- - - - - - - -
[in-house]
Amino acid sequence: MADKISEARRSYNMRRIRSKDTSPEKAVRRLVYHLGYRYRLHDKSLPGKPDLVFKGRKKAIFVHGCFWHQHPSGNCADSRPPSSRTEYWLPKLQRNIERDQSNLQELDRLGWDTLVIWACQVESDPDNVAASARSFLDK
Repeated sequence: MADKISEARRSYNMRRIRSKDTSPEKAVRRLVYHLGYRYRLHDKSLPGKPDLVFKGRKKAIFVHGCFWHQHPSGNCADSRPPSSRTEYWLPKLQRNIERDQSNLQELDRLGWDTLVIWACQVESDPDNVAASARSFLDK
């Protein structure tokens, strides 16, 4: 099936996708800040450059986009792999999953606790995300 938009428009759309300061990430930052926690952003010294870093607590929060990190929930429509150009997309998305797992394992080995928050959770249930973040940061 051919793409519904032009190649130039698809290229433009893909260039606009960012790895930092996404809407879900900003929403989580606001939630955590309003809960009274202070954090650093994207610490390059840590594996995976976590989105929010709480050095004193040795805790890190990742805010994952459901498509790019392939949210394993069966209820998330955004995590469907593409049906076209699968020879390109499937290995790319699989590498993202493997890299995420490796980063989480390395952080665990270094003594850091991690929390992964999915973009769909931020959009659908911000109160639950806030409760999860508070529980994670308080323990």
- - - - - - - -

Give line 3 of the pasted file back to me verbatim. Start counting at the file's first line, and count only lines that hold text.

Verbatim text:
Repeated sequence: MADKISEARRSYNMRRIRSKDTSPEKAVRRLVYHLGYRYRLHDKSLPGKPDLVFKGRKKAIFVHGCFWHQHPSGNCADSRPPSSRTEYWLPKLQRNIERDQSNLQELDRLGWDTLVIWACQVESDPDNVAASARSFLDK